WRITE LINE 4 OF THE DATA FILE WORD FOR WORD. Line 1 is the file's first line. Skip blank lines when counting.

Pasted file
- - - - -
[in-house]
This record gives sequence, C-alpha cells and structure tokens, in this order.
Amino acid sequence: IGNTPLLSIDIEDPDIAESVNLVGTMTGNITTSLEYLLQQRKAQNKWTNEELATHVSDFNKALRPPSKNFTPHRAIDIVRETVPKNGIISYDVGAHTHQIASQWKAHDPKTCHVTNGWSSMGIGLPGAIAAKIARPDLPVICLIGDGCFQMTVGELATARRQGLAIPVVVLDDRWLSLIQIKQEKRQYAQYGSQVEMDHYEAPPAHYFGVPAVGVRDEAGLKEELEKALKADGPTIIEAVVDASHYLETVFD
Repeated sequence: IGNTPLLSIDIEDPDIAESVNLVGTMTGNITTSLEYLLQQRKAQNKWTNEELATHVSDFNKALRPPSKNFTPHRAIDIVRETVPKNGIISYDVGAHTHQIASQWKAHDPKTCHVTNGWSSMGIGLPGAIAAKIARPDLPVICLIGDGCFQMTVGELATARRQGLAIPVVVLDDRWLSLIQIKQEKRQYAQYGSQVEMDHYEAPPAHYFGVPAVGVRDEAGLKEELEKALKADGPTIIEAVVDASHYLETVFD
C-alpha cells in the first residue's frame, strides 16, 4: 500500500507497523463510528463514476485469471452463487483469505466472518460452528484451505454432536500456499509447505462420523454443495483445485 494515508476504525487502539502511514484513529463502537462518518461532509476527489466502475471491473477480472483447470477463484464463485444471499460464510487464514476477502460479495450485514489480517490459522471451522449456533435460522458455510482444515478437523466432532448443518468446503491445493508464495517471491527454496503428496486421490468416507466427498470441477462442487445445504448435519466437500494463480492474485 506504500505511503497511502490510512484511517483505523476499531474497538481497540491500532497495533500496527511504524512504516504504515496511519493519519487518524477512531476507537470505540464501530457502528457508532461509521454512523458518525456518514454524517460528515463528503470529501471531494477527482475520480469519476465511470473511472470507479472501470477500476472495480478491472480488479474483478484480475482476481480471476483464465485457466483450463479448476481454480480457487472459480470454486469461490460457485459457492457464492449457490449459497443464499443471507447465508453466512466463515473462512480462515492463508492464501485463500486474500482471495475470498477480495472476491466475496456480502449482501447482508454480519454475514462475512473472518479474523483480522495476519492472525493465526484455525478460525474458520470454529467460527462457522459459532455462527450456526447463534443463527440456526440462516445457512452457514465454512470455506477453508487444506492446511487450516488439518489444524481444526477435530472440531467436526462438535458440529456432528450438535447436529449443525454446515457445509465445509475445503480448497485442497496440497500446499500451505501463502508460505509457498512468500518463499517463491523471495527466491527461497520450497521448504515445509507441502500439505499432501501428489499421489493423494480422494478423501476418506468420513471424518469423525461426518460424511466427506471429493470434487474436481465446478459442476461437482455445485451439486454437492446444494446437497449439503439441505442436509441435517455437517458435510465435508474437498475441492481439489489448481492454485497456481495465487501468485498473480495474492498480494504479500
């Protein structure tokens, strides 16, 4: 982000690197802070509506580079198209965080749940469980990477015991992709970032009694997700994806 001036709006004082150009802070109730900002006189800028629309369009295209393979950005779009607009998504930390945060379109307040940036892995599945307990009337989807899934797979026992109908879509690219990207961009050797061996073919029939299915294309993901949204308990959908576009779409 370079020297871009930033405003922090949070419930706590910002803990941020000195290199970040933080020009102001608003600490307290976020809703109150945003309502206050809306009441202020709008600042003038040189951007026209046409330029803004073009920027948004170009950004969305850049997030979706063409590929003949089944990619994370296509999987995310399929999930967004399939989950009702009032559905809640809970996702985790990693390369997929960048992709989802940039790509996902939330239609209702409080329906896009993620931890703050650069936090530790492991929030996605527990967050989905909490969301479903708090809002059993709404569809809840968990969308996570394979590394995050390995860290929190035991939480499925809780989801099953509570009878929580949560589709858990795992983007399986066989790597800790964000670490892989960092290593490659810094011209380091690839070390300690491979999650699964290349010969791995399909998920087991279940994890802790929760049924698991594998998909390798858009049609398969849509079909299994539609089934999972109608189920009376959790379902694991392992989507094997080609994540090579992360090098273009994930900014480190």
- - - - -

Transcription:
Repeated sequence: IGNTPLLSIDIEDPDIAESVNLVGTMTGNITTSLEYLLQQRKAQNKWTNEELATHVSDFNKALRPPSKNFTPHRAIDIVRETVPKNGIISYDVGAHTHQIASQWKAHDPKTCHVTNGWSSMGIGLPGAIAAKIARPDLPVICLIGDGCFQMTVGELATARRQGLAIPVVVLDDRWLSLIQIKQEKRQYAQYGSQVEMDHYEAPPAHYFGVPAVGVRDEAGLKEELEKALKADGPTIIEAVVDASHYLETVFD